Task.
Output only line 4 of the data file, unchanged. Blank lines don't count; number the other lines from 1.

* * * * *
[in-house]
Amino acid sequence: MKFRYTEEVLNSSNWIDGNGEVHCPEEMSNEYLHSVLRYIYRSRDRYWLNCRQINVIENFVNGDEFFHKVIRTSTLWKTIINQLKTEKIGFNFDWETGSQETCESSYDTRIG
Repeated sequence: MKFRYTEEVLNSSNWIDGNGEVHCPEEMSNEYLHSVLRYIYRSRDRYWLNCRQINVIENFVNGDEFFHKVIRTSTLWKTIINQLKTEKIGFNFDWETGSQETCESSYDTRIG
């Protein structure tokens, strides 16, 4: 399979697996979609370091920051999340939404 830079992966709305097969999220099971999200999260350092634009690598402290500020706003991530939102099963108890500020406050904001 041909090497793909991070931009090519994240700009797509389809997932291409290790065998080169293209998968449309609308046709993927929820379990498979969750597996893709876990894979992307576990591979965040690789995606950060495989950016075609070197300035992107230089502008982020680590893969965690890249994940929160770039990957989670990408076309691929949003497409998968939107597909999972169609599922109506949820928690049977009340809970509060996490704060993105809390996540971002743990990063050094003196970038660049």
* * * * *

């Protein structure tokens, strides 16, 4: 399979697996979609370091920051999340939404 830079992966709305097969999220099971999200999260350092634009690598402290500020706003991530939102099963108890500020406050904001 041909090497793909991070931009090519994240700009797509389809997932291409290790065998080169293209998968449309609308046709993927929820379990498979969750597996893709876990894979992307576990591979965040690789995606950060495989950016075609070197300035992107230089502008982020680590893969965690890249994940929160770039990957989670990408076309691929949003497409998968939107597909999972169609599922109506949820928690049977009340809970509060996490704060993105809390996540971002743990990063050094003196970038660049």